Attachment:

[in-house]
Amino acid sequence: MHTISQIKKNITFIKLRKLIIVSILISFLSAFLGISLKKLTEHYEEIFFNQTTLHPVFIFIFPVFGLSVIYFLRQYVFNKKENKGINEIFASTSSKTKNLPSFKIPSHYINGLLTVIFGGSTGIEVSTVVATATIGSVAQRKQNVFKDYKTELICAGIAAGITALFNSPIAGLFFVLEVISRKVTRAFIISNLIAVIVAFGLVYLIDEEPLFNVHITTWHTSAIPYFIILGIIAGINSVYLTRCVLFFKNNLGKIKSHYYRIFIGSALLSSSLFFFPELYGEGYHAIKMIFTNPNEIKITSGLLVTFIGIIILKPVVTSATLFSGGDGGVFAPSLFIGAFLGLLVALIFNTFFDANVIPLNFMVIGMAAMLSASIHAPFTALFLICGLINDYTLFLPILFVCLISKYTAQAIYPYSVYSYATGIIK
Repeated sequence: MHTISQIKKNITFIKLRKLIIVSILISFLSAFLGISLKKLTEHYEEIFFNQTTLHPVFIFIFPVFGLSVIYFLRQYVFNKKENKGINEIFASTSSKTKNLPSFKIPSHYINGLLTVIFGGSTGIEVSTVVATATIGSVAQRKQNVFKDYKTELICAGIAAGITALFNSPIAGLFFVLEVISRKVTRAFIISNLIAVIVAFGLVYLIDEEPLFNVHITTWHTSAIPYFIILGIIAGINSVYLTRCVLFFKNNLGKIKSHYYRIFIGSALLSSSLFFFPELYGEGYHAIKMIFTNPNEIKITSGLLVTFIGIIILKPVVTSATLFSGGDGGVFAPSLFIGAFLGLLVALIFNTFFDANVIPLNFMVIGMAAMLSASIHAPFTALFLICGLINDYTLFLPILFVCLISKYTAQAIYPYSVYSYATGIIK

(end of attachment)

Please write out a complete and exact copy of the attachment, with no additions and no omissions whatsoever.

[in-house]
Amino acid sequence: MHTISQIKKNITFIKLRKLIIVSILISFLSAFLGISLKKLTEHYEEIFFNQTTLHPVFIFIFPVFGLSVIYFLRQYVFNKKENKGINEIFASTSSKTKNLPSFKIPSHYINGLLTVIFGGSTGIEVSTVVATATIGSVAQRKQNVFKDYKTELICAGIAAGITALFNSPIAGLFFVLEVISRKVTRAFIISNLIAVIVAFGLVYLIDEEPLFNVHITTWHTSAIPYFIILGIIAGINSVYLTRCVLFFKNNLGKIKSHYYRIFIGSALLSSSLFFFPELYGEGYHAIKMIFTNPNEIKITSGLLVTFIGIIILKPVVTSATLFSGGDGGVFAPSLFIGAFLGLLVALIFNTFFDANVIPLNFMVIGMAAMLSASIHAPFTALFLICGLINDYTLFLPILFVCLISKYTAQAIYPYSVYSYATGIIK
Repeated sequence: MHTISQIKKNITFIKLRKLIIVSILISFLSAFLGISLKKLTEHYEEIFFNQTTLHPVFIFIFPVFGLSVIYFLRQYVFNKKENKGINEIFASTSSKTKNLPSFKIPSHYINGLLTVIFGGSTGIEVSTVVATATIGSVAQRKQNVFKDYKTELICAGIAAGITALFNSPIAGLFFVLEVISRKVTRAFIISNLIAVIVAFGLVYLIDEEPLFNVHITTWHTSAIPYFIILGIIAGINSVYLTRCVLFFKNNLGKIKSHYYRIFIGSALLSSSLFFFPELYGEGYHAIKMIFTNPNEIKITSGLLVTFIGIIILKPVVTSATLFSGGDGGVFAPSLFIGAFLGLLVALIFNTFFDANVIPLNFMVIGMAAMLSASIHAPFTALFLICGLINDYTLFLPILFVCLISKYTAQAIYPYSVYSYATGIIK